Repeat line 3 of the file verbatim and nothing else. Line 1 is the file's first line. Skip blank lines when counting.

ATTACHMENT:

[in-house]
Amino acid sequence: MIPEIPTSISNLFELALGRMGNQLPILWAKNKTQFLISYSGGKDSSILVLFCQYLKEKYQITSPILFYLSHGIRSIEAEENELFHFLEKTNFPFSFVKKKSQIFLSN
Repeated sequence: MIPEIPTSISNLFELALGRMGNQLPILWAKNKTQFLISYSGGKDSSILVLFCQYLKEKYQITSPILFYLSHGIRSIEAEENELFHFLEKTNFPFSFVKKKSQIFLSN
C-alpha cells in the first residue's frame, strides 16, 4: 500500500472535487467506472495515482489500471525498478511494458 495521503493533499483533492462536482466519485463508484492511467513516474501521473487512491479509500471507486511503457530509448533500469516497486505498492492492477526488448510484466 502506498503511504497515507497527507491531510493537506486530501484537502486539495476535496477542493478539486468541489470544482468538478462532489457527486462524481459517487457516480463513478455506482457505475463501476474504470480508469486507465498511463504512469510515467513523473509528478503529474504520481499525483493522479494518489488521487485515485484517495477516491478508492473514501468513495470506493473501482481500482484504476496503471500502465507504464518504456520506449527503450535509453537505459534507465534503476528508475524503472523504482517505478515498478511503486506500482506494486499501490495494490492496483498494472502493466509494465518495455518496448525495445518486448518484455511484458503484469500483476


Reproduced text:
Repeated sequence: MIPEIPTSISNLFELALGRMGNQLPILWAKNKTQFLISYSGGKDSSILVLFCQYLKEKYQITSPILFYLSHGIRSIEAEENELFHFLEKTNFPFSFVKKKSQIFLSN